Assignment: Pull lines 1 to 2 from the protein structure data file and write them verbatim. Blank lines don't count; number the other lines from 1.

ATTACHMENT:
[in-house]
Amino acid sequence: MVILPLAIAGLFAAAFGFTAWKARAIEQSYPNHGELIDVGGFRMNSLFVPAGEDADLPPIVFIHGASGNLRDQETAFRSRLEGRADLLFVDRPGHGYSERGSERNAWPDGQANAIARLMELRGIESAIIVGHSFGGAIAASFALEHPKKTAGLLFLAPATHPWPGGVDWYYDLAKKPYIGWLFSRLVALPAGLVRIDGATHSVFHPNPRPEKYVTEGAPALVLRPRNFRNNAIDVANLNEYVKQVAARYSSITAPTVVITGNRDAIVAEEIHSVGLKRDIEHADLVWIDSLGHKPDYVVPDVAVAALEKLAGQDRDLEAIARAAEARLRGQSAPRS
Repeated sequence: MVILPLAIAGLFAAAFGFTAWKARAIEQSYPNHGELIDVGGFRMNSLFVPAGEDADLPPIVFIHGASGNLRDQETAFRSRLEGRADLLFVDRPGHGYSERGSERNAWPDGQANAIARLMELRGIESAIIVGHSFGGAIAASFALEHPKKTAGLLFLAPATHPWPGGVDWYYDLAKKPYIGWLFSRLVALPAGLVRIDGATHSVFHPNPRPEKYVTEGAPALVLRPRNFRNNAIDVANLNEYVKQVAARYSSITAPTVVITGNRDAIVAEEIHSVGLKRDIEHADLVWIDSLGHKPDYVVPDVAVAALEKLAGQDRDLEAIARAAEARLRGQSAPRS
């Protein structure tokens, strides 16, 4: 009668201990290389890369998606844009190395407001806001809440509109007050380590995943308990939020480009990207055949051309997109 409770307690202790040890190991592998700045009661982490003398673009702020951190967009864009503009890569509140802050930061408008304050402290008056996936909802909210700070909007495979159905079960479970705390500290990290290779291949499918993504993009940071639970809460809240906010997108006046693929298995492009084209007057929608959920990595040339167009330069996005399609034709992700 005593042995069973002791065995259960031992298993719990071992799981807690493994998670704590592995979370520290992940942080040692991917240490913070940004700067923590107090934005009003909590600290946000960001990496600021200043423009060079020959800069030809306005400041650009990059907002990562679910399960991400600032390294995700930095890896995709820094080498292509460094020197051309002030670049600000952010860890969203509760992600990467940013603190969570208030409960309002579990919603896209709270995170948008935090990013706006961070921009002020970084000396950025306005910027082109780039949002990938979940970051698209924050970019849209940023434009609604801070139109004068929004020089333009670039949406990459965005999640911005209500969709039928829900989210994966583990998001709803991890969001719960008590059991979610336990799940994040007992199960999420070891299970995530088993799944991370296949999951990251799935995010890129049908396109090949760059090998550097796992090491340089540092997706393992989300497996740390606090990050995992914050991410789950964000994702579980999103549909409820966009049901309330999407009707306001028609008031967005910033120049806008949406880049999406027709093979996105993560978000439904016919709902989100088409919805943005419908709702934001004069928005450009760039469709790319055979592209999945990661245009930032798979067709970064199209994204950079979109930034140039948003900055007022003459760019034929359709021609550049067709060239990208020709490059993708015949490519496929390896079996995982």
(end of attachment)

[in-house]
Amino acid sequence: MVILPLAIAGLFAAAFGFTAWKARAIEQSYPNHGELIDVGGFRMNSLFVPAGEDADLPPIVFIHGASGNLRDQETAFRSRLEGRADLLFVDRPGHGYSERGSERNAWPDGQANAIARLMELRGIESAIIVGHSFGGAIAASFALEHPKKTAGLLFLAPATHPWPGGVDWYYDLAKKPYIGWLFSRLVALPAGLVRIDGATHSVFHPNPRPEKYVTEGAPALVLRPRNFRNNAIDVANLNEYVKQVAARYSSITAPTVVITGNRDAIVAEEIHSVGLKRDIEHADLVWIDSLGHKPDYVVPDVAVAALEKLAGQDRDLEAIARAAEARLRGQSAPRS